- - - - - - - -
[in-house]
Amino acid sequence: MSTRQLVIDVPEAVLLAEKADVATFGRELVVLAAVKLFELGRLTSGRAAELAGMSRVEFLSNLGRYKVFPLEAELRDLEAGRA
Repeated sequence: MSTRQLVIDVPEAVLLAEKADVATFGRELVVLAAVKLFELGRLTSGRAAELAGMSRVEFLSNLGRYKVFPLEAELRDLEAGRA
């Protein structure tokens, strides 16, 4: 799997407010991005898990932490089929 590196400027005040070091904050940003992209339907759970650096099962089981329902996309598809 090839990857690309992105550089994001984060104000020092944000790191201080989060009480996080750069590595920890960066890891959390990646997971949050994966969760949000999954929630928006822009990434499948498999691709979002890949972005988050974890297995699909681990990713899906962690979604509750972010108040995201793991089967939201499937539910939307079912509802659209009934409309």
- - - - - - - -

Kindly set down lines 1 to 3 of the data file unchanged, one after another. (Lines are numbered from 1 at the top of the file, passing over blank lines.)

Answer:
[in-house]
Amino acid sequence: MSTRQLVIDVPEAVLLAEKADVATFGRELVVLAAVKLFELGRLTSGRAAELAGMSRVEFLSNLGRYKVFPLEAELRDLEAGRA
Repeated sequence: MSTRQLVIDVPEAVLLAEKADVATFGRELVVLAAVKLFELGRLTSGRAAELAGMSRVEFLSNLGRYKVFPLEAELRDLEAGRA